Fit Facts and Figures
by Jerry Brainum
Pregnant women produce larger amounts of endorphins, body chemicals that reduce pain. Exercise also raises endorphin levels. So what happens if pregnant women exercise throughout their pregnanies?
Researchers in Italy had 18 pregnant women exercise on stationary bikes throughout their term. Another 18 pregnant women didn't exercise. Those who exercised had higher endorphin levels and felt far less pain during labor. (Am J Ob-Gyn 160; 3:707-12, 1989)
Medicine 82 percent of the 500 doctors polled declared that they regularly prescribe exercise to depressed or anxious patients.
We know that something about exercise makes people feel good, but the question is, exactly what is the mechanism involved? Several theories account for the uplifting mental effect associated with vigorous exercise. The most popular involves a brain chemical called beta-endorphin, which is produced in the brain under times of perceived stress, including the stress of exercise. Beta-endorphin is quite potent in its pain-killing effects, estimated to be I00 to 1,000 times more potent than morphine; but beta-endorphin does more than just relieve pain—it also induces a feeling of well-being.
The levels of beta-endorphin increase fivefold after just 12 minutes of vigorous exercise and remain elevated for 30 minutes after exercise.
Some people ascribe the recently recognized syndrome of "exerciser's addiction" to beta-endorphin, noting that when people afflicted with this condition don't exercise, they show symptoms similar to those seen during withdrawal from drugs.
Not everyone, however, agrees with the beta-endorphin theory. The skeptics say that there's no proof that high levels of beta-endorphin pass through the protective blood-brain barrier. In addition, when naltrexone, a substance that blocks the effects of beta-endorphin, is given to exercisers, they still experience the "good feelings" from exercise.
Another theory states that exercise produces a mental boost through increased secretion of other brain chemicals called catecholamines, particularly norepinephrine. This makes sense because mental depression often stems from a deficiency of this chemical. In fact, most antidepressant drugs work by
The motivation to exercise varies among different people. Some people exercise to lose weight, others to gain weight. Others are satisfied with their weight but want to add muscle tone or shape. Still another group exercises for rehabilitative reasons—for example, heart patients or people with arthritis. Then, of course, there are bodybuilders, most of whom ex ercise for competitive purposes—that is, bodybuilding competition. Whatever the motivation, however, all these people share one thing in common: Exercise makes them feel good.
The effects of exercise appear to be psychosomatic, or involving an interaction between the brain and body. This fact is well-known to physicians. In a 1987 survey appearing in the Physician and Sports
increasing the brain's supply of norepinephrine.
norepinephrine levels 10 times over base level; however, the level returns to normal 10 minutes after exercise ceases. Regular exercisers produce more of this stress-fighting substance, which supposedly makes them feel happier and less stressed.
The elevated body heat associated with exercise, by relaxing your muscles, may be another reason for the good feelings of exercise. Core body temperature can elevate to as high as 104 degrees during exercise and remain high for several hours after exercise ends. Some physiologists have found that exercise can have relaxing effects similar to that of sauna baths. The mechanism is relief of muscular tension through heat.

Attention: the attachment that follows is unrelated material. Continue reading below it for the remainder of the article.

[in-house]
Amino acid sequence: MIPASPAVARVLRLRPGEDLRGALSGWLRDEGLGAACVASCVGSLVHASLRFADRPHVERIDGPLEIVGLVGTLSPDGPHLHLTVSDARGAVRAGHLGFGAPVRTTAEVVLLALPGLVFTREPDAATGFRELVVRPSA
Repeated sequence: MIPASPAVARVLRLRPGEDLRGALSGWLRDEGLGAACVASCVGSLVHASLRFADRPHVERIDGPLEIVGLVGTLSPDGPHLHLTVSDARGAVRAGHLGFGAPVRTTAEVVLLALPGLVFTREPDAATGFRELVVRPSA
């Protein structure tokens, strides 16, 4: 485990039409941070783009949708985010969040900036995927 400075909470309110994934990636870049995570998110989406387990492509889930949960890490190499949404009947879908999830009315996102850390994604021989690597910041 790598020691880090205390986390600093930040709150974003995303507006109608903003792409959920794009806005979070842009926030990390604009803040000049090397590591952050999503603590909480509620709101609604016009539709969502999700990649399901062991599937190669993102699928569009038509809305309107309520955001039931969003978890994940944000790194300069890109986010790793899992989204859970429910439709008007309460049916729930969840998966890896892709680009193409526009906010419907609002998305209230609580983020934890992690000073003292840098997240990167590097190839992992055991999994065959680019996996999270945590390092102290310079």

This relaxation effect is especially useful for people suffering from mental anxiety. Many drugs such as Valium work by relieving muscle tension; without muscle tension anxiety cannot be expressed. In other words, you can't be tensed and relaxed simultaneously. Studies show that exercise, by relieving built-up muscular tension, is as effective as drugs—without the side effects of drugs.
Repetitive exercise, such as running, cycling or swimming, tends to shut down the reasoning, logical side of the brain (the left hemisphere) and stimulate the creative, more abstract right half of the brain. In this way exercise stimulates both creativity and clearer thinking. The combination of a relaxed body free from tension and a clearer thinking brain allows you to deal more constructively with perplexing
Finally, exercise produces a built-in motivating effect. As you see yourself improve—whether this means less flab and more muscle or just better shape—you'll improve
For some years research has linked a high intake of dietary fat with increased risk for developing various types of cancer. One recent study shows a possible reason for this effect.
Ingesting large amounts of polyunsaturated fats, such as vegetable oils, inhibits the ability of immune factors called T- cells from ' destroying cancers. These fats also speed up tumor formation.
One cell in particular that's inhibited by a high-fat intake is the natural
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killer cell. These constitute the body's first line of defense against cancer. A high-fat intake increases production of the 2-series prostaglandins made from the fatty acid arachidonic acid, and it's these prostaglandins that directly inhibit immune function.
When you follow a low-fat diet, your body synthesizes less prostaglandin and the immune system functions more effectively to destroy cancer before it spreads. This is one of the reasons eating a lowfat diet helps to prevent cancer. (Am J Clin Nutt- 50:861- 867 , 1989)